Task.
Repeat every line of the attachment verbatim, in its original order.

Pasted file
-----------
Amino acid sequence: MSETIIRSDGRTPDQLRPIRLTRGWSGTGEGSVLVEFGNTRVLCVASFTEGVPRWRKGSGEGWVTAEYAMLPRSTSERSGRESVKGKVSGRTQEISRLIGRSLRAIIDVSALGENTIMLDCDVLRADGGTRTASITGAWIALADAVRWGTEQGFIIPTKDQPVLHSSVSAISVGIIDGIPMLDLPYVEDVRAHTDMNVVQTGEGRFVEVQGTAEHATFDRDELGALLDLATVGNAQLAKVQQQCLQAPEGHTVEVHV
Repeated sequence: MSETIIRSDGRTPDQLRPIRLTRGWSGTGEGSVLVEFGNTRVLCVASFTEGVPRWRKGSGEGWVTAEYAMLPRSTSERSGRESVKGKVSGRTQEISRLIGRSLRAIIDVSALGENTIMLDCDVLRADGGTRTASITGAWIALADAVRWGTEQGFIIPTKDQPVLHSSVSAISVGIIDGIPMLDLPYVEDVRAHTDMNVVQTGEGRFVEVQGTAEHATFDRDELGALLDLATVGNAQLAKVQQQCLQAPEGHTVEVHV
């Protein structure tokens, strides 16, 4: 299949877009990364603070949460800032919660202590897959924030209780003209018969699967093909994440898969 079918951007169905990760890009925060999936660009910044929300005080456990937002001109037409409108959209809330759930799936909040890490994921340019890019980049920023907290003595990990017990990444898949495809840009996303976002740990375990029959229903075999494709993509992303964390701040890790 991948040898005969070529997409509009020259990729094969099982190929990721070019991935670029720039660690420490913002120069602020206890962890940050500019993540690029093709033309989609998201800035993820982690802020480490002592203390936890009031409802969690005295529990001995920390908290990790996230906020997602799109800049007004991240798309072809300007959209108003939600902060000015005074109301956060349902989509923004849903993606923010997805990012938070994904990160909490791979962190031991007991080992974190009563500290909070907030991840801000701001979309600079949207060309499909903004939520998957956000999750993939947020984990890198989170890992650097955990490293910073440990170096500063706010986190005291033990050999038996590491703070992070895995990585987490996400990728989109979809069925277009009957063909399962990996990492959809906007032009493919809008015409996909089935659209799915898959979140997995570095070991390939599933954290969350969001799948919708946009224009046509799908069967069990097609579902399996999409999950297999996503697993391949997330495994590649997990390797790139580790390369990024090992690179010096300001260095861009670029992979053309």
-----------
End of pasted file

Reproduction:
Amino acid sequence: MSETIIRSDGRTPDQLRPIRLTRGWSGTGEGSVLVEFGNTRVLCVASFTEGVPRWRKGSGEGWVTAEYAMLPRSTSERSGRESVKGKVSGRTQEISRLIGRSLRAIIDVSALGENTIMLDCDVLRADGGTRTASITGAWIALADAVRWGTEQGFIIPTKDQPVLHSSVSAISVGIIDGIPMLDLPYVEDVRAHTDMNVVQTGEGRFVEVQGTAEHATFDRDELGALLDLATVGNAQLAKVQQQCLQAPEGHTVEVHV
Repeated sequence: MSETIIRSDGRTPDQLRPIRLTRGWSGTGEGSVLVEFGNTRVLCVASFTEGVPRWRKGSGEGWVTAEYAMLPRSTSERSGRESVKGKVSGRTQEISRLIGRSLRAIIDVSALGENTIMLDCDVLRADGGTRTASITGAWIALADAVRWGTEQGFIIPTKDQPVLHSSVSAISVGIIDGIPMLDLPYVEDVRAHTDMNVVQTGEGRFVEVQGTAEHATFDRDELGALLDLATVGNAQLAKVQQQCLQAPEGHTVEVHV
């Protein structure tokens, strides 16, 4: 299949877009990364603070949460800032919660202590897959924030209780003209018969699967093909994440898969 079918951007169905990760890009925060999936660009910044929300005080456990937002001109037409409108959209809330759930799936909040890490994921340019890019980049920023907290003595990990017990990444898949495809840009996303976002740990375990029959229903075999494709993509992303964390701040890790 991948040898005969070529997409509009020259990729094969099982190929990721070019991935670029720039660690420490913002120069602020206890962890940050500019993540690029093709033309989609998201800035993820982690802020480490002592203390936890009031409802969690005295529990001995920390908290990790996230906020997602799109800049007004991240798309072809300007959209108003939600902060000015005074109301956060349902989509923004849903993606923010997805990012938070994904990160909490791979962190031991007991080992974190009563500290909070907030991840801000701001979309600079949207060309499909903004939520998957956000999750993939947020984990890198989170890992650097955990490293910073440990170096500063706010986190005291033990050999038996590491703070992070895995990585987490996400990728989109979809069925277009009957063909399962990996990492959809906007032009493919809008015409996909089935659209799915898959979140997995570095070991390939599933954290969350969001799948919708946009224009046509799908069967069990097609579902399996999409999950297999996503697993391949997330495994590649997990390797790139580790390369990024090992690179010096300001260095861009670029992979053309």